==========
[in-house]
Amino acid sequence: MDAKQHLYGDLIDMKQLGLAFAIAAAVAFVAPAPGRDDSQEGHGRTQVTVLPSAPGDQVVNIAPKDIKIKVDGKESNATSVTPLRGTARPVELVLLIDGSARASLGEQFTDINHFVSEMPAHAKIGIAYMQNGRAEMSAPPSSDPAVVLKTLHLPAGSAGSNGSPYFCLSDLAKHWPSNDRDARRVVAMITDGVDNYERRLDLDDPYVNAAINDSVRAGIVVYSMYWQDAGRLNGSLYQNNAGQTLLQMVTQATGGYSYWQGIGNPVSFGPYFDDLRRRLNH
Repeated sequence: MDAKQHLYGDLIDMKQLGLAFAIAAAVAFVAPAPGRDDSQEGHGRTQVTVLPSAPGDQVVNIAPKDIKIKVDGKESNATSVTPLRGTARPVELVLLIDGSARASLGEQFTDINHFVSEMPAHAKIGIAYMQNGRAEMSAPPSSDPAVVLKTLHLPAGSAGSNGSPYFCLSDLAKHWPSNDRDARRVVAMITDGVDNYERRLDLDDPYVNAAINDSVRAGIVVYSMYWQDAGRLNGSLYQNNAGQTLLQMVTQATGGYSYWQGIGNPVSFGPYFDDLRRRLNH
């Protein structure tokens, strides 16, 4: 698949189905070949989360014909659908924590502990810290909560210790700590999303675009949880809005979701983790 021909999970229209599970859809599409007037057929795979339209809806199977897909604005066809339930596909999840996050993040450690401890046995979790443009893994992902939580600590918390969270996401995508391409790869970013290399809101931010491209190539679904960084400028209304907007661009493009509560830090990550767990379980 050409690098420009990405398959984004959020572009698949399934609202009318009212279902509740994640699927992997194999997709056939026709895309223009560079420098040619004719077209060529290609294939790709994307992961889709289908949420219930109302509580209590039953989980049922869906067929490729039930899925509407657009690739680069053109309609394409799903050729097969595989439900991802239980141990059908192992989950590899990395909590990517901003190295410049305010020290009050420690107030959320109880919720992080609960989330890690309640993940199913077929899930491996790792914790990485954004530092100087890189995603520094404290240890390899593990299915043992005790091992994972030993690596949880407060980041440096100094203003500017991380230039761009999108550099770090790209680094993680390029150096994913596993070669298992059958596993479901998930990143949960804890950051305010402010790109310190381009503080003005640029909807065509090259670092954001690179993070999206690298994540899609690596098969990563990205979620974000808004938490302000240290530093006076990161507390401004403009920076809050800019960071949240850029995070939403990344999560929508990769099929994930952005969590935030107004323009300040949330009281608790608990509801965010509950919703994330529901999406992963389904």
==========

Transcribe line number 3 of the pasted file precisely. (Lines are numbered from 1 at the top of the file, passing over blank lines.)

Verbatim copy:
Repeated sequence: MDAKQHLYGDLIDMKQLGLAFAIAAAVAFVAPAPGRDDSQEGHGRTQVTVLPSAPGDQVVNIAPKDIKIKVDGKESNATSVTPLRGTARPVELVLLIDGSARASLGEQFTDINHFVSEMPAHAKIGIAYMQNGRAEMSAPPSSDPAVVLKTLHLPAGSAGSNGSPYFCLSDLAKHWPSNDRDARRVVAMITDGVDNYERRLDLDDPYVNAAINDSVRAGIVVYSMYWQDAGRLNGSLYQNNAGQTLLQMVTQATGGYSYWQGIGNPVSFGPYFDDLRRRLNH